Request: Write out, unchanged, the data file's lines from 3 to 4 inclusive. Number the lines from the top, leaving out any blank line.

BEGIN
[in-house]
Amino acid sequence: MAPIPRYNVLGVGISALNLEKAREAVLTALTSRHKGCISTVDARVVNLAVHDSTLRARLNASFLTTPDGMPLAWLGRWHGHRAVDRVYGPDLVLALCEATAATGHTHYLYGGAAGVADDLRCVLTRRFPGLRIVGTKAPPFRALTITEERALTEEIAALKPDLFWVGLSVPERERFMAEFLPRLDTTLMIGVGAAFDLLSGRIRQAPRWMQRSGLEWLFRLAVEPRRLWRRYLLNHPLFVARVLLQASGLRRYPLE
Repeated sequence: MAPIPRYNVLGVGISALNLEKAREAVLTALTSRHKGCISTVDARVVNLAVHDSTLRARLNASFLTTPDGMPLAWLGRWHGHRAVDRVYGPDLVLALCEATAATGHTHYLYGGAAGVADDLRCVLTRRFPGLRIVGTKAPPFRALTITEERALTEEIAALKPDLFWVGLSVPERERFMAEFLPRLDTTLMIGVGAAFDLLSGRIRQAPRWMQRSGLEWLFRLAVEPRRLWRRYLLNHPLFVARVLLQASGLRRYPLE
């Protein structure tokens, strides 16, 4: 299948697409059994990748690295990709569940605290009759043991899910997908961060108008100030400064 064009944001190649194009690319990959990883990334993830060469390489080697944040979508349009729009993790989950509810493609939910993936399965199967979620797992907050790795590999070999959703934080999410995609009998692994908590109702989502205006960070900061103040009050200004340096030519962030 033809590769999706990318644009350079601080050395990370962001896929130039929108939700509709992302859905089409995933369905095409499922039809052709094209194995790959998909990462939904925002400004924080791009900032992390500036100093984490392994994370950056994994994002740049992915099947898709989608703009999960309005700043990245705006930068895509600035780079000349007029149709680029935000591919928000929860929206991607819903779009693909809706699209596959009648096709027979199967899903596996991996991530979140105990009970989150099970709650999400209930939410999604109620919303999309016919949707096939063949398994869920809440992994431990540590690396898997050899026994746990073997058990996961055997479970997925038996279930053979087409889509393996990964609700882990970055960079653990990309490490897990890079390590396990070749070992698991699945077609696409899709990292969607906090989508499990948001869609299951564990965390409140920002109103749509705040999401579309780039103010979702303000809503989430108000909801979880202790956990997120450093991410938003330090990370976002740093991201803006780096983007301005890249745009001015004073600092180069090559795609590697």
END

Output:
Repeated sequence: MAPIPRYNVLGVGISALNLEKAREAVLTALTSRHKGCISTVDARVVNLAVHDSTLRARLNASFLTTPDGMPLAWLGRWHGHRAVDRVYGPDLVLALCEATAATGHTHYLYGGAAGVADDLRCVLTRRFPGLRIVGTKAPPFRALTITEERALTEEIAALKPDLFWVGLSVPERERFMAEFLPRLDTTLMIGVGAAFDLLSGRIRQAPRWMQRSGLEWLFRLAVEPRRLWRRYLLNHPLFVARVLLQASGLRRYPLE
């Protein structure tokens, strides 16, 4: 299948697409059994990748690295990709569940605290009759043991899910997908961060108008100030400064 064009944001190649194009690319990959990883990334993830060469390489080697944040979508349009729009993790989950509810493609939910993936399965199967979620797992907050790795590999070999959703934080999410995609009998692994908590109702989502205006960070900061103040009050200004340096030519962030 033809590769999706990318644009350079601080050395990370962001896929130039929108939700509709992302859905089409995933369905095409499922039809052709094209194995790959998909990462939904925002400004924080791009900032992390500036100093984490392994994370950056994994994002740049992915099947898709989608703009999960309005700043990245705006930068895509600035780079000349007029149709680029935000591919928000929860929206991607819903779009693909809706699209596959009648096709027979199967899903596996991996991530979140105990009970989150099970709650999400209930939410999604109620919303999309016919949707096939063949398994869920809440992994431990540590690396898997050899026994746990073997058990996961055997479970997925038996279930053979087409889509393996990964609700882990970055960079653990990309490490897990890079390590396990070749070992698991699945077609696409899709990292969607906090989508499990948001869609299951564990965390409140920002109103749509705040999401579309780039103010979702303000809503989430108000909801979880202790956990997120450093991410938003330090990370976002740093991201803006780096983007301005890249745009001015004073600092180069090559795609590697």